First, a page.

Earlier this year, European Commission VP Andrus Ansip and commissioner Vera Jourová made a statement regarding the EU’s long-awaited data protection reform, confirming a commitment to pass the new laws by the end of this year. Unfortunately for the organisations that will need to adhere to these rules, there is still little available in terms of definite details. Up until now, some of the key details to be aware of are that companies will likely be expected to respond more quickly, being ready to notify their customers within 24 hours in the event of a breach, as well as the possibility of fines being raised to 5 percent of global turnover for noncompliance.
Outside of this, much of the recent chatter around the forthcoming, revamped EU General Data Protection Regulation (GDPR), has focused primarily on the issue of privacy, rather than data protection. Arguably ignited by the Snowden disclosures and the fact that questions about what information organisations are holding and why remain unanswered, privacy remains the most pressing issue when it comes to anticipating the details of the new legislation. Not only has it impacted the debate, but it has shaped the security industry more broadly. This is especially the case for the cloud business.
While the true cost of Snowden’s US government spying revelations on the cloud market has been much smaller than initially feared (see this Forrester blog), there can be no doubt that cloud service providers (CSPs) do increasingly find themselves coming under pressure from security conscious organisations, to prove not just the robustness of their security credentials, but to also provide more visibility into the circumstances under which data can be accessed, by whom and for what purpose. This is especially the case in Germany where an existing strong legal and policy bias toward staunchly protecting citizen’s privacy rights can present non-European businesses handling EU-specific data with a very specific challenge.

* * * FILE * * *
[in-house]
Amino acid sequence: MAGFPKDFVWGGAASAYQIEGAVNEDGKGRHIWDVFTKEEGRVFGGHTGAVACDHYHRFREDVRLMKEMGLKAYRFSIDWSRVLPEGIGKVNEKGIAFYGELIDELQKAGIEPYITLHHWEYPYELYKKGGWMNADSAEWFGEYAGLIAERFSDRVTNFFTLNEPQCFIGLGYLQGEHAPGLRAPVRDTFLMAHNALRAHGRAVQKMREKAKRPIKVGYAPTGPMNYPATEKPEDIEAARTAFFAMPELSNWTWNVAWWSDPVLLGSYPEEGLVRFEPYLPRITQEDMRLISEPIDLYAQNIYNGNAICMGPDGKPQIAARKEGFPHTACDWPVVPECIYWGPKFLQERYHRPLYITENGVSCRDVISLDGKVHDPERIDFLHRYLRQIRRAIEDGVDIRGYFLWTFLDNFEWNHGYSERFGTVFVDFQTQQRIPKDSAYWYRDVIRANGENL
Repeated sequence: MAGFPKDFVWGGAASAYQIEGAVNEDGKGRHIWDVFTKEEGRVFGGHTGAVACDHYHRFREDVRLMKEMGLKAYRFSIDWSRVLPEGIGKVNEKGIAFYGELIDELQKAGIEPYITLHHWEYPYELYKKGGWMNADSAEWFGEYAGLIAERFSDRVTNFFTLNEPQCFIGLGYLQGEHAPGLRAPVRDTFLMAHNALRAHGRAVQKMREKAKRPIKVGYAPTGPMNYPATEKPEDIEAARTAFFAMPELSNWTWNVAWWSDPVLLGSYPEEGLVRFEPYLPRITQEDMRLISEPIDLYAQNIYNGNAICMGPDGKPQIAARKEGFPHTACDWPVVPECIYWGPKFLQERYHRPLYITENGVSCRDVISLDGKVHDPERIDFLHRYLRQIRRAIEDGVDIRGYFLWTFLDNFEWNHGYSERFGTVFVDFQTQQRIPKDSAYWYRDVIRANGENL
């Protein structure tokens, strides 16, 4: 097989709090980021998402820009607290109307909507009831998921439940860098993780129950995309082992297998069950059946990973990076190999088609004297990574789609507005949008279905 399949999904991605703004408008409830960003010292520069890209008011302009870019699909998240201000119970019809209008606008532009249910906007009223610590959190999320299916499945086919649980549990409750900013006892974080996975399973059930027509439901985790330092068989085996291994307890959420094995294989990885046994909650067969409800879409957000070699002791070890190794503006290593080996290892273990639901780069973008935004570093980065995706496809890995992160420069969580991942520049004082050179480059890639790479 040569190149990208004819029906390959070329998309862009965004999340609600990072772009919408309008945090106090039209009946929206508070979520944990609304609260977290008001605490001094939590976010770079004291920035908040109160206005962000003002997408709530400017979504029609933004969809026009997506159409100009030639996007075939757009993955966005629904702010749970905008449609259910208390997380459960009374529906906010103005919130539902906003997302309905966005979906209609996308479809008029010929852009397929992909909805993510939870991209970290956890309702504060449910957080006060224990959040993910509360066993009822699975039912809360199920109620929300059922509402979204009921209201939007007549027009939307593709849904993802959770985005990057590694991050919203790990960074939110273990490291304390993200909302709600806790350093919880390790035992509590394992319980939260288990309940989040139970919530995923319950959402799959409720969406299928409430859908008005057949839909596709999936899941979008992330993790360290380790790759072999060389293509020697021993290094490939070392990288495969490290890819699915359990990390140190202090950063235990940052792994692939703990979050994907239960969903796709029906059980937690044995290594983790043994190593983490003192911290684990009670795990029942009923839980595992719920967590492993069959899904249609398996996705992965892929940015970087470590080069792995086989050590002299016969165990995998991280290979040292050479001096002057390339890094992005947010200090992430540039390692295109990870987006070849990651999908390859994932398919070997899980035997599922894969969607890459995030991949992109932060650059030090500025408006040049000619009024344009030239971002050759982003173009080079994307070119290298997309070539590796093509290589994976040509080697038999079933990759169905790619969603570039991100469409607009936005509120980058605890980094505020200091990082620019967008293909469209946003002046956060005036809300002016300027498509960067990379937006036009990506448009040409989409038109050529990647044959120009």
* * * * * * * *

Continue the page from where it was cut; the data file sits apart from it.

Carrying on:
For companies concerned about privacy, they should be actively thinking now about how their data is organised and, in turn, how it is being protected. One thing we can presume is that the revamped data protection regulation will include a greater prescription for businesses to obfuscate ‘sensitive’ data. Given the definition of ‘sensitive’ is open to interpretation and will constantly change as more information about our lives is electronically stored, there is going to be a need for much more dynamic and powerful tools and systems for protecting data.
Understanding the necessity of encryption and how it works across multiple networks and in tandem with other solutions is becoming increasingly important. At the end of the day, data breach incidents remain all too successful and all too news-worthy. Only by transparently encrypting data now will businesses help themselves to avoid an endless game of data security/compliance/privacy whack-a-mole.